This past week's artifact from the Nelson Pioneer Farm was a sorghum press.
A couple people gave their views on the artifact's identity. Dorothy Vos wrote on email: “The artifact in this week’s shopper is a sorghum press. The top part of the picture shows a slide where the raw sorghum was sent fed down into the press.”
Ron Barrett wrote on Facebook: “paint can mixer?”
Nelson Pioneer Farm curator Kelly Halbert did some research on the artifact.: “This heavy, cast iron, four sided block is a horse-powered sorghum cane press. Sorghum is a molasses-like syrup used for sweetening and tastes very similar; the two can often be substituted for each other. Sorghum cane is grown specifically to make the sweet syrup, unlike molasses which is a by-product of sugar production.
The sorghum cane, planted in early June, comes ripe in the fall. The juice is extracted from the cane by means of the heavy presses that crush the stalk. The cane fields are cut early in the morning and horses or other strong, small and slow power sources push the wooden lever around and around. Crushing the cane is a slow process; only small bundles of cane, 4 or 5 stalks, can be processed at a time. The clear, light yellow-green sorghum juice is filtered and gathered in 10 gallon cans that will be boiled down to 1 gallon of syrup.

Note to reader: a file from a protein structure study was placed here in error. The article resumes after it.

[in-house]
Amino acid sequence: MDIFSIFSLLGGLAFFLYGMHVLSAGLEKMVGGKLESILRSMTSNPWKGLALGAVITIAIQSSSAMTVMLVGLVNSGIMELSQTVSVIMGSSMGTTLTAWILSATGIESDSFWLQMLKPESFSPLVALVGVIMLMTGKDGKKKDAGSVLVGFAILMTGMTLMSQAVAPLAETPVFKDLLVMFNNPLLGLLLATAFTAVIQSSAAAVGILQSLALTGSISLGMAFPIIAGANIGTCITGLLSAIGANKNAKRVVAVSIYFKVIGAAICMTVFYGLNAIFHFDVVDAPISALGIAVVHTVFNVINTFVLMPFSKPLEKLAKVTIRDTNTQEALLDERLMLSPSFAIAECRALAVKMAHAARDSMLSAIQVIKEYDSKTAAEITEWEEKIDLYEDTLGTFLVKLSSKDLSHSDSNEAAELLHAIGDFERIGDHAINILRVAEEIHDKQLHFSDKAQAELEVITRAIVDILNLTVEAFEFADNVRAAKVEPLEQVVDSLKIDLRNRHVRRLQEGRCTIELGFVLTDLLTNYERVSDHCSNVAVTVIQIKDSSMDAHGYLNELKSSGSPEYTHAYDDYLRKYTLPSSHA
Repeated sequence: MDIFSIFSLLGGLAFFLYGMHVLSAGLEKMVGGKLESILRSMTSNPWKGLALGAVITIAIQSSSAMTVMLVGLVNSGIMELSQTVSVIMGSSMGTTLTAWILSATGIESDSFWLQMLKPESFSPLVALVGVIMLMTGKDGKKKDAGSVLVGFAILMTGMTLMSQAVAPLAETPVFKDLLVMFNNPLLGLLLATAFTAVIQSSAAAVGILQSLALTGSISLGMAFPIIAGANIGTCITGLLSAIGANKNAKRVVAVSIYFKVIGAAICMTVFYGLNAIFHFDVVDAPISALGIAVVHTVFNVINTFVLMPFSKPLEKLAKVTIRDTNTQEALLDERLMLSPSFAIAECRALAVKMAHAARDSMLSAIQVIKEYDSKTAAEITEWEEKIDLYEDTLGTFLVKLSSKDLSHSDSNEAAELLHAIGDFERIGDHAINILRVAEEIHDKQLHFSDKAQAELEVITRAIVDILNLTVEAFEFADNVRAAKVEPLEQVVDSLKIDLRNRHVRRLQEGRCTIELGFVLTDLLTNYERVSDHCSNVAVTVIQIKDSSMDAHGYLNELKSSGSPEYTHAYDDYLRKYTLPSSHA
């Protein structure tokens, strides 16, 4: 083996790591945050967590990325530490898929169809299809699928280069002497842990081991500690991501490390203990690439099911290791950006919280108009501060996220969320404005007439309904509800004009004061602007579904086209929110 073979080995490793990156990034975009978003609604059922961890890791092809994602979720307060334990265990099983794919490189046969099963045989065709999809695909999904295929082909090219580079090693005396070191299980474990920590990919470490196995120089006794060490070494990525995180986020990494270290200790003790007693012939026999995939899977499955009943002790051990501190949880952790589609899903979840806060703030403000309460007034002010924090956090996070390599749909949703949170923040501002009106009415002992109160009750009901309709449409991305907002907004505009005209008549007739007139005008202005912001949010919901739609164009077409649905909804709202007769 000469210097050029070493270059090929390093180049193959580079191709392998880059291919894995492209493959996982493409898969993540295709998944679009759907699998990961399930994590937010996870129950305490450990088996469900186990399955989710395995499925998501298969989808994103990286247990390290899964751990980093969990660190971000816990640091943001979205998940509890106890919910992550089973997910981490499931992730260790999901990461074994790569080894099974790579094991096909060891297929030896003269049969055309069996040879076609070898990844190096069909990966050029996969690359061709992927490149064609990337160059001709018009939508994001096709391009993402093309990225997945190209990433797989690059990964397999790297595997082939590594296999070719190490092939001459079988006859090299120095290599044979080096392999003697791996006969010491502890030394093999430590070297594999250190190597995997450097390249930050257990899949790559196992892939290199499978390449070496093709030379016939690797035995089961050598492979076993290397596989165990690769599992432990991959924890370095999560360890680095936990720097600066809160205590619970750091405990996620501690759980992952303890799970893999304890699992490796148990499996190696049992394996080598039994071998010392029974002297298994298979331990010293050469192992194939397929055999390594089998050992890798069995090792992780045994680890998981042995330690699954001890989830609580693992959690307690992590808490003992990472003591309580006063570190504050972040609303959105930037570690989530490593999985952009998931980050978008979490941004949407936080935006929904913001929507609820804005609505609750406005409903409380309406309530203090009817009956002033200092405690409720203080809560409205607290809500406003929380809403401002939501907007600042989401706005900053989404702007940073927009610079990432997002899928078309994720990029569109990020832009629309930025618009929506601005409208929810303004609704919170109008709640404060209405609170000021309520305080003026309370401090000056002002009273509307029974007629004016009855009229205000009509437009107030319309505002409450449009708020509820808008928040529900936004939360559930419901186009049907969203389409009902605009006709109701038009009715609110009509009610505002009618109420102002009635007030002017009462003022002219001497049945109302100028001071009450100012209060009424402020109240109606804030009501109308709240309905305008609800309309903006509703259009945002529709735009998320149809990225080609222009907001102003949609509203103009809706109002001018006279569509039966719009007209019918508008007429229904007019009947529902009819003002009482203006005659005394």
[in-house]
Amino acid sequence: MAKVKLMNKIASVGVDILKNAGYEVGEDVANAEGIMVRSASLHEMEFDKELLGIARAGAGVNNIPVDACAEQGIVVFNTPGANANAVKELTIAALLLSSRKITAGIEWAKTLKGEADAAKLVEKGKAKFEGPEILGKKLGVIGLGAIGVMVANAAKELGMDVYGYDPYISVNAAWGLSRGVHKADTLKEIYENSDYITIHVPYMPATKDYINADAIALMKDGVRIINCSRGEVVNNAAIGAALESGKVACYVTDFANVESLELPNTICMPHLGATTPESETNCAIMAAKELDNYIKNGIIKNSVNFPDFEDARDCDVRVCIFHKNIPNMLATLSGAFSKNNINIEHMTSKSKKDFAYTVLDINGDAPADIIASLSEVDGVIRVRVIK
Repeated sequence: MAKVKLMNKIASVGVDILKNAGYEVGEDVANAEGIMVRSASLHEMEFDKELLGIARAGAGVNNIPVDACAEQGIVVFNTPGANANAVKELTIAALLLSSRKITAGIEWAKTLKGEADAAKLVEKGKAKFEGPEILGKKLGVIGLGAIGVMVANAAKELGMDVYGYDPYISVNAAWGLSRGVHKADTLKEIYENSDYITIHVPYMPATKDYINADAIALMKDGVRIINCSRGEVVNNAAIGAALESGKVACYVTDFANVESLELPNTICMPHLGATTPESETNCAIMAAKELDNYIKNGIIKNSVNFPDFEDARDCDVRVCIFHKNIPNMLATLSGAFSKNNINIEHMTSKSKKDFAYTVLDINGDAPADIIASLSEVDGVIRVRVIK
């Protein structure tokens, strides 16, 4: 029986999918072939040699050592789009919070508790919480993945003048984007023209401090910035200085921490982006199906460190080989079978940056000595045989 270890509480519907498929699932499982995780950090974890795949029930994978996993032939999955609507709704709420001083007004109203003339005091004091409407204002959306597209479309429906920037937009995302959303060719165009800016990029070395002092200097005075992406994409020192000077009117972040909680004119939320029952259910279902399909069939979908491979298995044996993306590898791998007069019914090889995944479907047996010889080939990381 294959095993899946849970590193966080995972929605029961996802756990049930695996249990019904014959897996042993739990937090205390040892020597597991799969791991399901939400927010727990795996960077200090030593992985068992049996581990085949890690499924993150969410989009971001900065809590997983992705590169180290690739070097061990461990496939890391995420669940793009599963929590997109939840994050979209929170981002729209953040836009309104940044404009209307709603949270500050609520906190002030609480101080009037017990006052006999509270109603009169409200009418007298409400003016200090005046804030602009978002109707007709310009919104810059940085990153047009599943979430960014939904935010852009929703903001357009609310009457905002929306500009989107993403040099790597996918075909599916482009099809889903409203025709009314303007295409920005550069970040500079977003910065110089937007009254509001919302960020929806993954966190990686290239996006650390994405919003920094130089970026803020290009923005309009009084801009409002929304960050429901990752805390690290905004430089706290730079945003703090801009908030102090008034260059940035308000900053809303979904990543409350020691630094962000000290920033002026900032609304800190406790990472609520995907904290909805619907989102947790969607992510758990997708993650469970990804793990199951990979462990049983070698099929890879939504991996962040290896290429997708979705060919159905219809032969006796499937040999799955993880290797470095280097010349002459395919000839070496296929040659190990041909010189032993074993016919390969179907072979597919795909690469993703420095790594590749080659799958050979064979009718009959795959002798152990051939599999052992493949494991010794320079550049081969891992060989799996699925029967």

Boiling down the syrup takes several hours or even days. A high heat must be maintained to achieve the proper reduction and the juice required constant stirring to avoid scorching or uneven heating.”
The Oskaloosa Herald and the Nelson Pioneer Farm are teaming up to test your knowledge of historical artifacts.
The Nelson Pioneer Farm has about 15,000 artifacts in its collection spanning in age from the 1840s to the present.